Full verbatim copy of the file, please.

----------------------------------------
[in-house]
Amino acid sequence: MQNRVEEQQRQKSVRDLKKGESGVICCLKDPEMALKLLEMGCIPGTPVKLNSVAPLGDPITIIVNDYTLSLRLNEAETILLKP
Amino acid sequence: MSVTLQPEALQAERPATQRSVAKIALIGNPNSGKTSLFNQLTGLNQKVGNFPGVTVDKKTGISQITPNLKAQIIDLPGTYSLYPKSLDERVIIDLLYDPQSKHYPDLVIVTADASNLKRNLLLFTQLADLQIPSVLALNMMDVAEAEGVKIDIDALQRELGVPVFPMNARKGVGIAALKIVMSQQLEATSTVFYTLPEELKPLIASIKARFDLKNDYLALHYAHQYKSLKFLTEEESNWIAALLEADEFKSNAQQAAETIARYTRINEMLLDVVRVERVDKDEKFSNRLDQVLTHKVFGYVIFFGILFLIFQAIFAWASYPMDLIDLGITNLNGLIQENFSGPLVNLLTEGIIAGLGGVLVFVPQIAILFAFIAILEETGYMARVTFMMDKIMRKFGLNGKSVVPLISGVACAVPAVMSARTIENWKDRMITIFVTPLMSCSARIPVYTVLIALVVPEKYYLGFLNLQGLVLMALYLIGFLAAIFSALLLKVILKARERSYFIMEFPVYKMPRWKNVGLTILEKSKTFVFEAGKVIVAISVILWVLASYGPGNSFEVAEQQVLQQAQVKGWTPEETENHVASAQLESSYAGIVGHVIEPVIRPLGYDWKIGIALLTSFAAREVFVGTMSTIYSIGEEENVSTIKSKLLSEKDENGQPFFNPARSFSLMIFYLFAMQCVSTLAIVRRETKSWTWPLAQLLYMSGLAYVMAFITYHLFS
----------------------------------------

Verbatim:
[in-house]
Amino acid sequence: MQNRVEEQQRQKSVRDLKKGESGVICCLKDPEMALKLLEMGCIPGTPVKLNSVAPLGDPITIIVNDYTLSLRLNEAETILLKP
Amino acid sequence: MSVTLQPEALQAERPATQRSVAKIALIGNPNSGKTSLFNQLTGLNQKVGNFPGVTVDKKTGISQITPNLKAQIIDLPGTYSLYPKSLDERVIIDLLYDPQSKHYPDLVIVTADASNLKRNLLLFTQLADLQIPSVLALNMMDVAEAEGVKIDIDALQRELGVPVFPMNARKGVGIAALKIVMSQQLEATSTVFYTLPEELKPLIASIKARFDLKNDYLALHYAHQYKSLKFLTEEESNWIAALLEADEFKSNAQQAAETIARYTRINEMLLDVVRVERVDKDEKFSNRLDQVLTHKVFGYVIFFGILFLIFQAIFAWASYPMDLIDLGITNLNGLIQENFSGPLVNLLTEGIIAGLGGVLVFVPQIAILFAFIAILEETGYMARVTFMMDKIMRKFGLNGKSVVPLISGVACAVPAVMSARTIENWKDRMITIFVTPLMSCSARIPVYTVLIALVVPEKYYLGFLNLQGLVLMALYLIGFLAAIFSALLLKVILKARERSYFIMEFPVYKMPRWKNVGLTILEKSKTFVFEAGKVIVAISVILWVLASYGPGNSFEVAEQQVLQQAQVKGWTPEETENHVASAQLESSYAGIVGHVIEPVIRPLGYDWKIGIALLTSFAAREVFVGTMSTIYSIGEEENVSTIKSKLLSEKDENGQPFFNPARSFSLMIFYLFAMQCVSTLAIVRRETKSWTWPLAQLLYMSGLAYVMAFITYHLFS